1State of the project
We have released all the working files and sources. You can get them by visiting our online repository, or in this project page.
Be aware that this is an alpha release: we’ll keep on testing and improving the system in the next months (and we’ll obviously let you know about all of the improvements to come). One of the things that drives us when displaying the code is finally being able to expand our scope of collaborators, so feel free to write us through Hackaday discussion or with the form that you can find at our website.
We’re preparing Chordata’s documentation so that anyone can access the core functionalities without the need of any sort of expertise. We’re also preparing a Tindie store in which you’ll be able to purchase our pre-built kits: this will enable people without knowledge of electronics to build and use Chordata so that they can apply its functionalities in their personal projects.
2Get the hardware
a. (The easy way, coming soon..):
Buy pre assembled kits at our Tindie store. Each one comes with the board and some pre-soldered components, and includes a few additional components to be soldered by you.
b. (The hard way):
Download the sources, send them to your favorite PCB manufacturer. Buy the components and solder everything together.
Apart from our hardware you will need a regular Microcomputer like the Raspberry pi. All the sensors and the Microcomputer go fixed to the performer’s body, and connected together with telephone-like wires (6 cores, ~26awg, with crimped rj-12 connectors)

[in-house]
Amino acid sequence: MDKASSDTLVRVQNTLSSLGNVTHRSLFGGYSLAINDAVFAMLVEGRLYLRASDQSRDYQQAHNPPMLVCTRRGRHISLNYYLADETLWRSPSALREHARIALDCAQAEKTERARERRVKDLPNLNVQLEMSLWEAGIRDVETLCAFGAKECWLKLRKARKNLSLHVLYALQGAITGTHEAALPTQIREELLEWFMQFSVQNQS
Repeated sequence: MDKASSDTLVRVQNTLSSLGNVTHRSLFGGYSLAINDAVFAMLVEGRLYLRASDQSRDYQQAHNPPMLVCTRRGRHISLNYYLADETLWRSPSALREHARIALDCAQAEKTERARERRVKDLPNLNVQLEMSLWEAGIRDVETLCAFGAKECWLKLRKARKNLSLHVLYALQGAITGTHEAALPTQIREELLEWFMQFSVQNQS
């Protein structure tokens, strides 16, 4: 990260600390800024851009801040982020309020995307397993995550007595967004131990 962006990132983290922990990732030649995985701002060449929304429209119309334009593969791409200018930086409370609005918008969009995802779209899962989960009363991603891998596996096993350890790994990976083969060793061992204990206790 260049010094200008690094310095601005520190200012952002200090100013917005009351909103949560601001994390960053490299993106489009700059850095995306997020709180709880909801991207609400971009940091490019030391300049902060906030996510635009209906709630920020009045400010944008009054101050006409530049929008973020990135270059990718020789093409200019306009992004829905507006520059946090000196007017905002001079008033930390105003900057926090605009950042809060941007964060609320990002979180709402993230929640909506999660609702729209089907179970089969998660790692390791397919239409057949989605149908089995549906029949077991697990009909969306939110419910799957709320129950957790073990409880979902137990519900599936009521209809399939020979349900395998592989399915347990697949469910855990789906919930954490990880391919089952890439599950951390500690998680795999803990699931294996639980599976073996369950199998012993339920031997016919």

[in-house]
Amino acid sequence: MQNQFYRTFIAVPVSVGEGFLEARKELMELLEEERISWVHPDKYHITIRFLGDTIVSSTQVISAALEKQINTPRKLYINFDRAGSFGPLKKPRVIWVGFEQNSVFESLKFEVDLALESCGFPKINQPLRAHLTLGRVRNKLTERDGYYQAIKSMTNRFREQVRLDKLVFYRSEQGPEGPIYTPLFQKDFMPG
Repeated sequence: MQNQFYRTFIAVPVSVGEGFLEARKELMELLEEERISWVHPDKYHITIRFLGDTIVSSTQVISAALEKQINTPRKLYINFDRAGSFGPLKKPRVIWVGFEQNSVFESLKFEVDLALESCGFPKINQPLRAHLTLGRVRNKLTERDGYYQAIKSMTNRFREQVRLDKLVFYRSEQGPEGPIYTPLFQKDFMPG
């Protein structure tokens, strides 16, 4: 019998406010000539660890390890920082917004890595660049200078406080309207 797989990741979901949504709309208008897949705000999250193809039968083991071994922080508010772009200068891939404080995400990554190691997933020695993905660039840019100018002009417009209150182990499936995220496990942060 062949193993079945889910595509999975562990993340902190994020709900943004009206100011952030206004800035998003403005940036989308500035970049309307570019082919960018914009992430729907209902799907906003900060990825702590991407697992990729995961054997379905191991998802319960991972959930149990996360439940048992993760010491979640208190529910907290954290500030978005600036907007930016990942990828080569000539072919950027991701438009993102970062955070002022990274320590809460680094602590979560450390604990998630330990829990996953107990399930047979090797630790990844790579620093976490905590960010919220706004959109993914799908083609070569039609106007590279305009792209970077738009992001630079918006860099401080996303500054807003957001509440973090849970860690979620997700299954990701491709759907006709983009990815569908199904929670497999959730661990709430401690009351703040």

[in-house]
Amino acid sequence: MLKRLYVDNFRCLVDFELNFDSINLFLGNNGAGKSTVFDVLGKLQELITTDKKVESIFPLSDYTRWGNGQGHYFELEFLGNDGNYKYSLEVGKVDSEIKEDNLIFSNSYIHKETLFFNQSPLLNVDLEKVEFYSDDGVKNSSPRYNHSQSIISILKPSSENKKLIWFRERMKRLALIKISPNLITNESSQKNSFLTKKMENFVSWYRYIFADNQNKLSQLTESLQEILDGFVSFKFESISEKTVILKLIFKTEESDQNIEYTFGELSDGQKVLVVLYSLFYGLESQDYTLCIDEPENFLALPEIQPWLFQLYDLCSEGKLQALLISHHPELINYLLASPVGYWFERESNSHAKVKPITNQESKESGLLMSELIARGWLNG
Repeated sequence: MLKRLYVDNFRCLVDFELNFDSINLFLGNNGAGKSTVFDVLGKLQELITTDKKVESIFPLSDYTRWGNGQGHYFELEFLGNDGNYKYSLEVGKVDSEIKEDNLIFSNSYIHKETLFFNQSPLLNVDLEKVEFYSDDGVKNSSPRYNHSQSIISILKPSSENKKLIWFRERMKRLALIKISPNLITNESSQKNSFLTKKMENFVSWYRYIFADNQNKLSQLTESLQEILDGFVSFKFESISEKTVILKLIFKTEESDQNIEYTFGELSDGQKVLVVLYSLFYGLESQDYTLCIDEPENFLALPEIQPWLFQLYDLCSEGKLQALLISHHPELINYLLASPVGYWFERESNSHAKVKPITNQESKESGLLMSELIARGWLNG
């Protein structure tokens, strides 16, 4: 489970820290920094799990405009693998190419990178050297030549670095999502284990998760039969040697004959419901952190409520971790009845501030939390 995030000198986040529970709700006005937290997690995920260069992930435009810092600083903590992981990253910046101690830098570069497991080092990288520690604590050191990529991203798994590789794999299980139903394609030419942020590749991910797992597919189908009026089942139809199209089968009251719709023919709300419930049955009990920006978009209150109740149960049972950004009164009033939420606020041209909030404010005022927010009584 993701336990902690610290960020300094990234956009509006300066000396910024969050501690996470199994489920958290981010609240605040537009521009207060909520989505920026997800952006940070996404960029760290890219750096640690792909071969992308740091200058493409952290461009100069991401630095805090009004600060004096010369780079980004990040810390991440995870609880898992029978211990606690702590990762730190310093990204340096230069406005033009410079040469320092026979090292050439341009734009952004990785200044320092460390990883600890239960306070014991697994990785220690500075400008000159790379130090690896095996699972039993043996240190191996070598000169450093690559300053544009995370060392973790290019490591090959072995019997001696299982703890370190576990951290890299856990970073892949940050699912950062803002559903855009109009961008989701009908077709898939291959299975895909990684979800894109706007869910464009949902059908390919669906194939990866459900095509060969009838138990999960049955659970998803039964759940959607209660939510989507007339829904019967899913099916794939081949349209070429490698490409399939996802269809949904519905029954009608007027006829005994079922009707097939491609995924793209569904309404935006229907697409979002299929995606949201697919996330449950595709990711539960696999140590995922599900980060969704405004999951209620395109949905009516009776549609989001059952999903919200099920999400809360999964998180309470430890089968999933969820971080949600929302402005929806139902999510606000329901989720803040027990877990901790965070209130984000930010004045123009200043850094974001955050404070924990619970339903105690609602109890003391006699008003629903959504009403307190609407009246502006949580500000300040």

4Download the software:
- Flash an SD card with the custom Linux image containing the main program, and boot the microcomputer with it.
- On you computer download Blender, the powerful 3D manipulation software available on Windows, Mac and Linux. Within Blender our add-on will allow you to manage the capture, visualize it, record it, or retransmit it to another program.
5Connect to the Chordata wifi network:
Once the Raspberry Pi is up and running, you will find a wifi network called “Chordata-net”. Connect your PC to it, and open Blender.
6On pose calibration:
Before each capture session the performer has to stand in a T-POSE for calibration. Help the performer take the correct pose by manually repositioning the body parts that are not aligned with the theoretical pose you see on the screen.
Tell the performer to stay still while you press the [Receive] button on our Blender add-on.
You will enter calibration mode, wait a few seconds and hit ENTER.
Now the performer can start moving.
You will now see the 3D character on screen following the performer’s moves.
From the Blender add-on you will be able to register the capture, and then export it using four favorite 3D exchange format, or better: start editing directly inside Blender!
Optionally you can retransmit the movements to another program while capturing, in order to create live digital performances, data analysis, or whatever you require.